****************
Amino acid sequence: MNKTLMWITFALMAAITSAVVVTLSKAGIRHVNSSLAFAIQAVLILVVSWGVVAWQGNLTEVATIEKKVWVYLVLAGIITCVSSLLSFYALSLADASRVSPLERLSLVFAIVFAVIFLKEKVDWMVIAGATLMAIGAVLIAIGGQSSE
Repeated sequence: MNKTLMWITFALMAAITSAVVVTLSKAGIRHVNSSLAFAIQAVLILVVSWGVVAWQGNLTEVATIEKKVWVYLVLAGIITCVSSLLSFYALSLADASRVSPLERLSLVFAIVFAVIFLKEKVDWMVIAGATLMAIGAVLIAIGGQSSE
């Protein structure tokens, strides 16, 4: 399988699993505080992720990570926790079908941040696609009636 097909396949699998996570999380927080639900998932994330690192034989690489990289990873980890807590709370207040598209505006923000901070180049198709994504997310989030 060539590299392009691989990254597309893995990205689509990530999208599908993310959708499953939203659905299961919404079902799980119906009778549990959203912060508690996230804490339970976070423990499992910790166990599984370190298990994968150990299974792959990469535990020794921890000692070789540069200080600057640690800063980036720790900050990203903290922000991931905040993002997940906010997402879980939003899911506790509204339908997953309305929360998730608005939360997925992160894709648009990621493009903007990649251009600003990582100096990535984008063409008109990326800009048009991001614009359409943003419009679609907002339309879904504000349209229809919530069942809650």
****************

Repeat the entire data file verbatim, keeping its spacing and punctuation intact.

Amino acid sequence: MNKTLMWITFALMAAITSAVVVTLSKAGIRHVNSSLAFAIQAVLILVVSWGVVAWQGNLTEVATIEKKVWVYLVLAGIITCVSSLLSFYALSLADASRVSPLERLSLVFAIVFAVIFLKEKVDWMVIAGATLMAIGAVLIAIGGQSSE
Repeated sequence: MNKTLMWITFALMAAITSAVVVTLSKAGIRHVNSSLAFAIQAVLILVVSWGVVAWQGNLTEVATIEKKVWVYLVLAGIITCVSSLLSFYALSLADASRVSPLERLSLVFAIVFAVIFLKEKVDWMVIAGATLMAIGAVLIAIGGQSSE
């Protein structure tokens, strides 16, 4: 399988699993505080992720990570926790079908941040696609009636 097909396949699998996570999380927080639900998932994330690192034989690489990289990873980890807590709370207040598209505006923000901070180049198709994504997310989030 060539590299392009691989990254597309893995990205689509990530999208599908993310959708499953939203659905299961919404079902799980119906009778549990959203912060508690996230804490339970976070423990499992910790166990599984370190298990994968150990299974792959990469535990020794921890000692070789540069200080600057640690800063980036720790900050990203903290922000991931905040993002997940906010997402879980939003899911506790509204339908997953309305929360998730608005939360997925992160894709648009990621493009903007990649251009600003990582100096990535984008063409008109990326800009048009991001614009359409943003419009679609907002339309879904504000349209229809919530069942809650």